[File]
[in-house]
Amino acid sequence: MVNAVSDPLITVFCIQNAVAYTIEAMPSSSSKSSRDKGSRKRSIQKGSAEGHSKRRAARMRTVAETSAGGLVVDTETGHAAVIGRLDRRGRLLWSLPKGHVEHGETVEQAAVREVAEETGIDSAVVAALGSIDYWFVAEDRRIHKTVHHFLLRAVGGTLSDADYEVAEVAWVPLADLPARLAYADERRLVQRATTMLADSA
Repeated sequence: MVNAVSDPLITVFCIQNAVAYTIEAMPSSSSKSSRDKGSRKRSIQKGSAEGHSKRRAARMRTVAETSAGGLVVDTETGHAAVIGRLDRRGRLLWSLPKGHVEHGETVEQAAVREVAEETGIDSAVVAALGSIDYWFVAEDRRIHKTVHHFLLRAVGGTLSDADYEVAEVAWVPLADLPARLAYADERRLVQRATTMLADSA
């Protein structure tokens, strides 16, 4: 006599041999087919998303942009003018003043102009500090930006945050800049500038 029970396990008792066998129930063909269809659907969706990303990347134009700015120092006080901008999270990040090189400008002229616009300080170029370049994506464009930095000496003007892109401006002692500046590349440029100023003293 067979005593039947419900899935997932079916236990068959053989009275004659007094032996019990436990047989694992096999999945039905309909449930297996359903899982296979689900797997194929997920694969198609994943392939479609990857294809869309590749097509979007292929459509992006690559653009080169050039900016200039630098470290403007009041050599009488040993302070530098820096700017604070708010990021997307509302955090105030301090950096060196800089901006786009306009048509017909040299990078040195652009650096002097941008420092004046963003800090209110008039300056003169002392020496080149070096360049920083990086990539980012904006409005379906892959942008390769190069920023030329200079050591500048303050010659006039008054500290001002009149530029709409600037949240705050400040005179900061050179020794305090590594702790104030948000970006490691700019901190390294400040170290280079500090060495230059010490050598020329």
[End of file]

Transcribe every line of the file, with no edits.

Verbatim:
[in-house]
Amino acid sequence: MVNAVSDPLITVFCIQNAVAYTIEAMPSSSSKSSRDKGSRKRSIQKGSAEGHSKRRAARMRTVAETSAGGLVVDTETGHAAVIGRLDRRGRLLWSLPKGHVEHGETVEQAAVREVAEETGIDSAVVAALGSIDYWFVAEDRRIHKTVHHFLLRAVGGTLSDADYEVAEVAWVPLADLPARLAYADERRLVQRATTMLADSA
Repeated sequence: MVNAVSDPLITVFCIQNAVAYTIEAMPSSSSKSSRDKGSRKRSIQKGSAEGHSKRRAARMRTVAETSAGGLVVDTETGHAAVIGRLDRRGRLLWSLPKGHVEHGETVEQAAVREVAEETGIDSAVVAALGSIDYWFVAEDRRIHKTVHHFLLRAVGGTLSDADYEVAEVAWVPLADLPARLAYADERRLVQRATTMLADSA
């Protein structure tokens, strides 16, 4: 006599041999087919998303942009003018003043102009500090930006945050800049500038 029970396990008792066998129930063909269809659907969706990303990347134009700015120092006080901008999270990040090189400008002229616009300080170029370049994506464009930095000496003007892109401006002692500046590349440029100023003293 067979005593039947419900899935997932079916236990068959053989009275004659007094032996019990436990047989694992096999999945039905309909449930297996359903899982296979689900797997194929997920694969198609994943392939479609990857294809869309590749097509979007292929459509992006690559653009080169050039900016200039630098470290403007009041050599009488040993302070530098820096700017604070708010990021997307509302955090105030301090950096060196800089901006786009306009048509017909040299990078040195652009650096002097941008420092004046963003800090209110008039300056003169002392020496080149070096360049920083990086990539980012904006409005379906892959942008390769190069920023030329200079050591500048303050010659006039008054500290001002009149530029709409600037949240705050400040005179900061050179020794305090590594702790104030948000970006490691700019901190390294400040170290280079500090060495230059010490050598020329």